Please use this identifier to cite or link to this item: http://hdl.handle.net/10397/11859
Title: A brief review on applying computational fluid dynamics in building fire hazard assessment
Authors: Chow, CL
Chow, WK 
Issue Date: 2009
Publisher: Nova Science Publishers, Inc.
Source: In I Søgaard & H Krogh (Eds.), Fire safety, p. 43-68. New York: Nova Science Publishers, 2009 How to cite?
Abstract: Most of the construction development projects with new architectural features are found in the Far East including Hong Kong, China Mainland, Taiwan, Japan, Korea and Singapore. There are difficulties for those construction projects to comply with the prescriptive fire safety codes. Performance-based design has to be applied with fire models and accepted by the authorities. With the rapid development of computer hardware, Computational Fluid Dynamics (CFD) is widely used for hazard assessment. CFD has been used in different areas for over 30 years, but with little progress in developing research software for building applications. More efforts were spent on applying CFD in those big projects. Most applications are in smoke management systems. There were very few verification and validation works, leading to numerous debates and queries on the technique. Normally, consultants are required to justify the results while testing and commissioning the sytems. Hot smoke tests in the site are required to evaluate the performance of smoke exhaust systems. A brief review on the updated use of CFD in building fire studies will be presented in this paper. Several key points to note in the simulations will be discussed. On the physics behind, key issues are turbulence models, combustion process with intermediate chemistry and thermal radiation. Mathematical aspects to concern are the discretization of partial differential equations, algorithms for solving the velocity-pressure linked equations and treatment of the free boundary conditions. There are also key issues on carrying out numerical experiments such as selecting relaxation factors, convergencees criteria, avoiding false diffusion, and dealing with sudden changes in flow parameters across the heat source. Most of the practical CFD tools were based on Reynolds Averaging Navier-Stokes (RANS) equations with a k-e based turbulence model for predicting velocity, pressure and temperature distributions. This technique is mainly used in designing smoke management systems. The fire is taken as a volumetric heat source and buoyancy effects are included in the equations for the vertical momentum and turbulent parameters. The Fire Dynamics Simulator (FDS) developed at the Building and Fire Research Laboratory, National Institute of Standards and Technology in the USA is now a popular design tool accessible to the general public. Predicted results by FDS were challenged in performance-based design projects. Many sub-models such as combustion of solid materials have not been realistically modeled. This would lead to future arguments for those using FDS.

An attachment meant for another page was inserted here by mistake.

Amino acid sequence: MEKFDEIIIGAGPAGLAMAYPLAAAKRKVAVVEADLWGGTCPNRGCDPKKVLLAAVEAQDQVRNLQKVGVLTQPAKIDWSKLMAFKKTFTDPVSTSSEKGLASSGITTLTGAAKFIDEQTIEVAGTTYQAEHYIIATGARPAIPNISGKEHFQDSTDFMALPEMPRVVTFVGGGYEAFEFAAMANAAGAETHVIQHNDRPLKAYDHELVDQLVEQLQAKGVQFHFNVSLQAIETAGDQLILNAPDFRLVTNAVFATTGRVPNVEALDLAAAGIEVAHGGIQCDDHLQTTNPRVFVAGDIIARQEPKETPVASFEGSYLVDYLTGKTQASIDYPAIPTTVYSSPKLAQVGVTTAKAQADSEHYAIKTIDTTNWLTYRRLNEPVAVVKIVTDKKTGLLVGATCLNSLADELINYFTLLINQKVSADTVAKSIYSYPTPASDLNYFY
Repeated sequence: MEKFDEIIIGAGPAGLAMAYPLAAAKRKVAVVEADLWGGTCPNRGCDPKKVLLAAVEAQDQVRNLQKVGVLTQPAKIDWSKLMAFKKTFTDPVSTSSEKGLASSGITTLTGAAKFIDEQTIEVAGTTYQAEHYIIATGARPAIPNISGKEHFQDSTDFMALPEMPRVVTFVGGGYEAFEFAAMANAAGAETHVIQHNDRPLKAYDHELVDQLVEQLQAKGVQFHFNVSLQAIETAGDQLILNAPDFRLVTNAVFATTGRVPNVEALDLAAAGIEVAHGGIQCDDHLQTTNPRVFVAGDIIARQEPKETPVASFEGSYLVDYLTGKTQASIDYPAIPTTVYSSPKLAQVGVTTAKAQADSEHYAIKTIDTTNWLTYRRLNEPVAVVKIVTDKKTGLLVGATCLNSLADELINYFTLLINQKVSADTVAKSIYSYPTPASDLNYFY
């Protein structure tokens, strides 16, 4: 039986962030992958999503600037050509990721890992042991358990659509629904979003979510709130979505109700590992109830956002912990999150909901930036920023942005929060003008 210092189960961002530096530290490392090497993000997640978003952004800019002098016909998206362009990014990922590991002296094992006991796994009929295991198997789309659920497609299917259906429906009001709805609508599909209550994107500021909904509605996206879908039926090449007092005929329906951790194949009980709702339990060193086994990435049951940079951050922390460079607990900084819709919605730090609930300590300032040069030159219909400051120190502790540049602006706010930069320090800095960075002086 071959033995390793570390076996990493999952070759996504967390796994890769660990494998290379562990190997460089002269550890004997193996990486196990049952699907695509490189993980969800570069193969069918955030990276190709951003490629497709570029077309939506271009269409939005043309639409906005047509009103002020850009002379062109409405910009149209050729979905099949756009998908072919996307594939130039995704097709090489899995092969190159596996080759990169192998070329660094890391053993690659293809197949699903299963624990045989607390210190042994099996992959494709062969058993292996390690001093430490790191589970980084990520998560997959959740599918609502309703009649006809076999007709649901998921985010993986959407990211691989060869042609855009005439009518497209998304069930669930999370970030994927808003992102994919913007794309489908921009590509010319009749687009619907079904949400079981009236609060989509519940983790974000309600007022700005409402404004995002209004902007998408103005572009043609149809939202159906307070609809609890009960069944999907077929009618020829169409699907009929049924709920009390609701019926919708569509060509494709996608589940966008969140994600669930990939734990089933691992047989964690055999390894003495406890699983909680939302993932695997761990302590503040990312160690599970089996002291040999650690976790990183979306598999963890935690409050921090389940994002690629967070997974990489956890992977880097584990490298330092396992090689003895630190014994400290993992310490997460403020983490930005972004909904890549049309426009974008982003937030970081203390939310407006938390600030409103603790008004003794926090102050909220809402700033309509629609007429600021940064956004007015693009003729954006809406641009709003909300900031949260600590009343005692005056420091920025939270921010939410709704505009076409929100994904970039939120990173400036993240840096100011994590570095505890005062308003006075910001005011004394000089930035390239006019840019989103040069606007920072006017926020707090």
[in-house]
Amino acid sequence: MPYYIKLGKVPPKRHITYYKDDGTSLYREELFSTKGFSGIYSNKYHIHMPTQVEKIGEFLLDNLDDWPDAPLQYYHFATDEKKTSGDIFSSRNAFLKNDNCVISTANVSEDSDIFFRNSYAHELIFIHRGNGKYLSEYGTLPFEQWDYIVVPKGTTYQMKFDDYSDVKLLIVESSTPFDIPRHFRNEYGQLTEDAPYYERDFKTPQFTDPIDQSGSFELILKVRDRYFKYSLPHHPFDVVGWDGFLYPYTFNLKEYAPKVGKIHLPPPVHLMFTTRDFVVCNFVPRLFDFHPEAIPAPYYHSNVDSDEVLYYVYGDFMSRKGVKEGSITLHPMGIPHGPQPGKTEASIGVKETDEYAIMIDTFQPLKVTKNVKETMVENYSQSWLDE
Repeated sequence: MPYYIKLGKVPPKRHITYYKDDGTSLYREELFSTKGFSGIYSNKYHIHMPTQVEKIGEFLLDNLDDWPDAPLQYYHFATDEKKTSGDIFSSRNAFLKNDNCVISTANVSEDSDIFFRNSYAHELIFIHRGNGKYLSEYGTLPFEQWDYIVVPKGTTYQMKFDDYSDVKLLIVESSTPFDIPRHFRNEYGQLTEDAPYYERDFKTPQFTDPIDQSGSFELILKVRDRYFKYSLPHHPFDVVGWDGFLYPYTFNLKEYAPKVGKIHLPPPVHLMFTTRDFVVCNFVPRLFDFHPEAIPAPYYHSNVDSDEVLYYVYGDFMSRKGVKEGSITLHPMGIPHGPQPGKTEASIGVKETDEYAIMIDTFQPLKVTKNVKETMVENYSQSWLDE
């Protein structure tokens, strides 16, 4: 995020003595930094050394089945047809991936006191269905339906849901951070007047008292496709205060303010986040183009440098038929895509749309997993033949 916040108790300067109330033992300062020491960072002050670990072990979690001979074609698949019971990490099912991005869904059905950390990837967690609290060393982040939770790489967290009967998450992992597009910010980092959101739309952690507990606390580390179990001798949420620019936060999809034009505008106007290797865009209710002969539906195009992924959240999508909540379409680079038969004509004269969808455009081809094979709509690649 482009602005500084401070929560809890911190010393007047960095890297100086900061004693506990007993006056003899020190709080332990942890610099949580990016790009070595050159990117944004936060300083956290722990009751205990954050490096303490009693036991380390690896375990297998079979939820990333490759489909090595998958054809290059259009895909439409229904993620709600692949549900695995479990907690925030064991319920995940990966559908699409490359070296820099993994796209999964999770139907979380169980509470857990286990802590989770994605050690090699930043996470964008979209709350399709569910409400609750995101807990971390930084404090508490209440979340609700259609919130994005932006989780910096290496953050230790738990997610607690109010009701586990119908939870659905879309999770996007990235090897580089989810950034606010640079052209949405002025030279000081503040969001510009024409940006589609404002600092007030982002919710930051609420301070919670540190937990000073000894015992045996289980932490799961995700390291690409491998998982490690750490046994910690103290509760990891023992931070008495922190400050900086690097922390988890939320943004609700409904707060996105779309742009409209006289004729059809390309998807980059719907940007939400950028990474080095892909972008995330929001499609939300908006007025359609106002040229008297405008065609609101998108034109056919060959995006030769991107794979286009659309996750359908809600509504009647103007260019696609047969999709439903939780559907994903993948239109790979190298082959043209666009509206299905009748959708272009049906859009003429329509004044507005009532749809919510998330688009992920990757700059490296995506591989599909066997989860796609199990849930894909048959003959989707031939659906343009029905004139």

URI: http://hdl.handle.net/10397/11859
ISBN: 9781607414902 (hardcover)
1607414902 (hardcover)
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